Turkey defies Netherlands over minister’s campaigning visit

Turkish Foreign Minister Mevlut Cavusoglu vowed Saturday to visit the Netherlands to drum up support for a high-stakes constitutional referendum despite a Dutch refusal to cooperate.

The minister is pressing ahead with the trip even as a string of Turkish campaign events, aimed at gathering support the bid to boost President Recep Tayyip Erdogan’s powers, have been cancelled in the Netherlands, Germany and elsewhere in Europe.

Moves to block the events came amid concern over Erdogan’s government campaigning in European towns and cities, particularly after a sweeping crackdown following last year’s failed coup raised human rights concerns.

Turkey has hit back hard at the cancellations, with Erdogan angrily comparing moves by local authorities in Germany to stop the rallies to “Nazi practices.”

“I am going to Rotterdam today (Saturday),” Cavusoglu told CNN-Turk television in an interview.

“We will impose heavy sanctions on the Netherlands” if the visit is blocked, he added.

Cavusoglu’s statement came after Dutch Foreign Minister Bert Koenders on Thursday said his country would “in no way” facilitate the planned visit.

The minister was pencilled in to address a planned rally in the port city of Rotterdam on Saturday.

“We will not participate in a visit by a Turkish government official who wants to conduct a political campaign for a referendum,” Koenders said.

Still, Cavusoglu was determined to go, saying: “If tensions will increase because of my visit, let them be.”

Rotterdam Mayor Ahmed Aboutaleb on Friday told reporters that the minister would not be allowed to hold a public rally.

“I’m responsible for public order and the Turkish cabinet knows that it will be forbidden,” Aboutaleb said.

Cavusoglu will not be barred from visiting Rotterdam “as a private person … but he will not be allowed to have a public gathering”, he warned.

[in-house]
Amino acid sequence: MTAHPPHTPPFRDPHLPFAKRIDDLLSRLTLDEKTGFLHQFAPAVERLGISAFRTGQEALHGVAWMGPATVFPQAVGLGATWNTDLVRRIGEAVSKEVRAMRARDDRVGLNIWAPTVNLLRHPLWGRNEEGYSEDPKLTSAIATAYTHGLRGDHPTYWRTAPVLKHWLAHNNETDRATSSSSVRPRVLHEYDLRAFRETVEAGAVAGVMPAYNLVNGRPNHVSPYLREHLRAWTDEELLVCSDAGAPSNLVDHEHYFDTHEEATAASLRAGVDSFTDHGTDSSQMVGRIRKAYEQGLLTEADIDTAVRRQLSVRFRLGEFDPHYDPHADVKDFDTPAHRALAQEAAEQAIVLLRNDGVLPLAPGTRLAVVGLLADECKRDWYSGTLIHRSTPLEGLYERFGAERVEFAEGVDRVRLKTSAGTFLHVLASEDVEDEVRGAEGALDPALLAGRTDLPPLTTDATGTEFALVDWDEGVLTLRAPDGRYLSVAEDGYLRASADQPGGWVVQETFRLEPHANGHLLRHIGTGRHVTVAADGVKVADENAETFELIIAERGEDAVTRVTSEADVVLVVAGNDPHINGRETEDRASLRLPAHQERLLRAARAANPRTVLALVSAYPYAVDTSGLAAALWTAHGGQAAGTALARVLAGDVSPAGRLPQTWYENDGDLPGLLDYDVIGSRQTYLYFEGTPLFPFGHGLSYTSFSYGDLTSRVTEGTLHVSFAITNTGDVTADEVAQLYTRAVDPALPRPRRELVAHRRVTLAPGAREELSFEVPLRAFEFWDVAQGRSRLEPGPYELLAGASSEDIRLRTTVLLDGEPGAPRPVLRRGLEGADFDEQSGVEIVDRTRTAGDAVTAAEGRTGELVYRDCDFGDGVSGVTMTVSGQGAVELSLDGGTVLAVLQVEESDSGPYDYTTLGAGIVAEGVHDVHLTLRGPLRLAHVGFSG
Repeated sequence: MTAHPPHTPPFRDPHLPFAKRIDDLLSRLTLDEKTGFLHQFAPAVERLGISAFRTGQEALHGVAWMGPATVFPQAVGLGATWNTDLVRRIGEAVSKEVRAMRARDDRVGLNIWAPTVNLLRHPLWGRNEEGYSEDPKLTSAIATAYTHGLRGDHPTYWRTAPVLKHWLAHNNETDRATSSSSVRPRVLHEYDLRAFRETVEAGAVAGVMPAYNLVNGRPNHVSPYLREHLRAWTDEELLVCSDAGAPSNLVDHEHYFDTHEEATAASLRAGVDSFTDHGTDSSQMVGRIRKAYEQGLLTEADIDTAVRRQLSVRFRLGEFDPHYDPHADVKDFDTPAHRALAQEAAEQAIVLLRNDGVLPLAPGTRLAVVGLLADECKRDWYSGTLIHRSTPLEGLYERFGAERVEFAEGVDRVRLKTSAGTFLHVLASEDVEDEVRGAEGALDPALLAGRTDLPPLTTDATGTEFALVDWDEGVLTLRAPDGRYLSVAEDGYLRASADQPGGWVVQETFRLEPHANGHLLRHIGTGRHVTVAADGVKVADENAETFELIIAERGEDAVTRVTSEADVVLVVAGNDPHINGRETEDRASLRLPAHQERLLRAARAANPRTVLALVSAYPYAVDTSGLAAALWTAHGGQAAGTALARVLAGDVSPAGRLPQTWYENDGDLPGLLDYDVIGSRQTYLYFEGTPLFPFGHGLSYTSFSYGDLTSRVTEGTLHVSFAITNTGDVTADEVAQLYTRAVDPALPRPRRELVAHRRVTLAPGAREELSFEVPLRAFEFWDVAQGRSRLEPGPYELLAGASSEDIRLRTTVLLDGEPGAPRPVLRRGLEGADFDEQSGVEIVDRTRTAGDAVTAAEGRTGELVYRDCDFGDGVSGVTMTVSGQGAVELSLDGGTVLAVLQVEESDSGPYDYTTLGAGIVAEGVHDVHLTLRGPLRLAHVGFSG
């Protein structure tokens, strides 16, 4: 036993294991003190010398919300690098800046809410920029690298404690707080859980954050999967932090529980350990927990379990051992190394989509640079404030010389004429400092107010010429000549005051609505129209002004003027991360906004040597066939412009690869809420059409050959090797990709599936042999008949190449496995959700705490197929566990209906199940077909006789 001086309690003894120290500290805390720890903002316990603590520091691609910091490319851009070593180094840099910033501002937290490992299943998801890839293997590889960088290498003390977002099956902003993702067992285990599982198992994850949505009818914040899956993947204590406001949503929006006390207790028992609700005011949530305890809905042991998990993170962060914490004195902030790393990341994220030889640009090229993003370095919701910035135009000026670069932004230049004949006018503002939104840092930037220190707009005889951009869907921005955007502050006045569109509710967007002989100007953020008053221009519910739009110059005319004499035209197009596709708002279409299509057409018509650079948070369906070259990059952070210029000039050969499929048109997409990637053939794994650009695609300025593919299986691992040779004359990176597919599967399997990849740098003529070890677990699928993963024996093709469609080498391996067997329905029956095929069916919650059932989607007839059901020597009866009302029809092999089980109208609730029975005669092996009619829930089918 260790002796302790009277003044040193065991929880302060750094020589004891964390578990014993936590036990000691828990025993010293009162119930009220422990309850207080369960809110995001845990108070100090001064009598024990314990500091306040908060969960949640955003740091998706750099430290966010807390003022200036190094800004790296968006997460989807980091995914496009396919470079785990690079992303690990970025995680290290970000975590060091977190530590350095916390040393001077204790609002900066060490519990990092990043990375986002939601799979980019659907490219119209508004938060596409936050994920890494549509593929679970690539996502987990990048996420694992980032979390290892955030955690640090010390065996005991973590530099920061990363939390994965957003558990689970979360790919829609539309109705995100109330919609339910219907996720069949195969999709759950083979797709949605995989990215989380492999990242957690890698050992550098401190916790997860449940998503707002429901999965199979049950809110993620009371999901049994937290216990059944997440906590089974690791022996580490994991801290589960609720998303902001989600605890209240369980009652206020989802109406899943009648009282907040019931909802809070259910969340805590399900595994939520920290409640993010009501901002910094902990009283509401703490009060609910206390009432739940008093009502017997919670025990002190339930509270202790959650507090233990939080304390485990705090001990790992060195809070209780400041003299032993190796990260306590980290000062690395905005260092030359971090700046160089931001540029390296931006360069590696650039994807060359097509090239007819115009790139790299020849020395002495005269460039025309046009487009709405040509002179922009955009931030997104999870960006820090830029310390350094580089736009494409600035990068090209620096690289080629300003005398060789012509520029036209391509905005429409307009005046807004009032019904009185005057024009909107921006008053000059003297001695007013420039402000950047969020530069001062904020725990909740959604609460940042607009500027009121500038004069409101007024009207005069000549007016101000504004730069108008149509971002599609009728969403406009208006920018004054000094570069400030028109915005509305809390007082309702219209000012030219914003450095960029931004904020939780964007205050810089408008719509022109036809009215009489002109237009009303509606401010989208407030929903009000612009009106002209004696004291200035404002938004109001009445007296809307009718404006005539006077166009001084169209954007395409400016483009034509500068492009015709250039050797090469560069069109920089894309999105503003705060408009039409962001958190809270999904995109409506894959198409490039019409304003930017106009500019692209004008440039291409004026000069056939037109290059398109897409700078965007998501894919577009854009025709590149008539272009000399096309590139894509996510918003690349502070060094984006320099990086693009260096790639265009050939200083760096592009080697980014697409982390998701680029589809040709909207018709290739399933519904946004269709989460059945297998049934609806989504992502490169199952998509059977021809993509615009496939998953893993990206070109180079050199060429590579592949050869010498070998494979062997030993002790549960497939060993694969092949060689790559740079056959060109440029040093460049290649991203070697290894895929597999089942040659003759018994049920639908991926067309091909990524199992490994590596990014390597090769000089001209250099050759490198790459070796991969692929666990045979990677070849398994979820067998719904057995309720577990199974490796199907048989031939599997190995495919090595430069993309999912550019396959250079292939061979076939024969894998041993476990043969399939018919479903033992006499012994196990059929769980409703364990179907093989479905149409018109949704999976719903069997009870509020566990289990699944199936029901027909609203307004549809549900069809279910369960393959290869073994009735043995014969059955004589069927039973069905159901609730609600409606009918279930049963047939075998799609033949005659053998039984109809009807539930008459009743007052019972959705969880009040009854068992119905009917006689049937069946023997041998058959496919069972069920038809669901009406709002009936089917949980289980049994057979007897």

The latest row came after NATO allies Turkey and Germany sparred over the cancellation of a series of referendum campaign events there.

Erdogan’s ministers are keen to tap into the diaspora in Germany, which includes 1.4 million people eligible to vote in Turkey — the fourth-largest electoral base after Istanbul, Ankara and Izmir.

Although Berlin insisted that the string of cancellations by local authorities were down to logistical reasons, Turkish officials repeatedly hit back, leading to Erdogan’s angry “Nazi” remark.

German Chancellor Angela Merkel said such rhetoric was “depressing,” belittled Holocaust victims and was “so out of place as to be unworthy of serious comment.”

Berlin has emerged as a strident critic of Ankara’s vast crackdown in the wake of the attempted putsch of last July, which has seen more than 100,000 people arrested, suspended from their jobs or sacked for alleged links to the plotters or to Kurdish militants.

Ankara has in turn accused Berlin of harbouring “terrorists” and failing to respond to requests to hand over suspects from the coup as well as Kurdish militants who it believes are members of the outlawed PKK group.

Elsewhere in Europe, Austrian Chancellor Christian Kern has called for an EU ban on Turkish politicians campaigning for the referendum.

And Swiss police on Friday blocked a rally supporting a “yes” vote in the referendum, amid uncertainty over whether the Turkish foreign minister would be allowed to host a similar event planned for Zurich this weekend.


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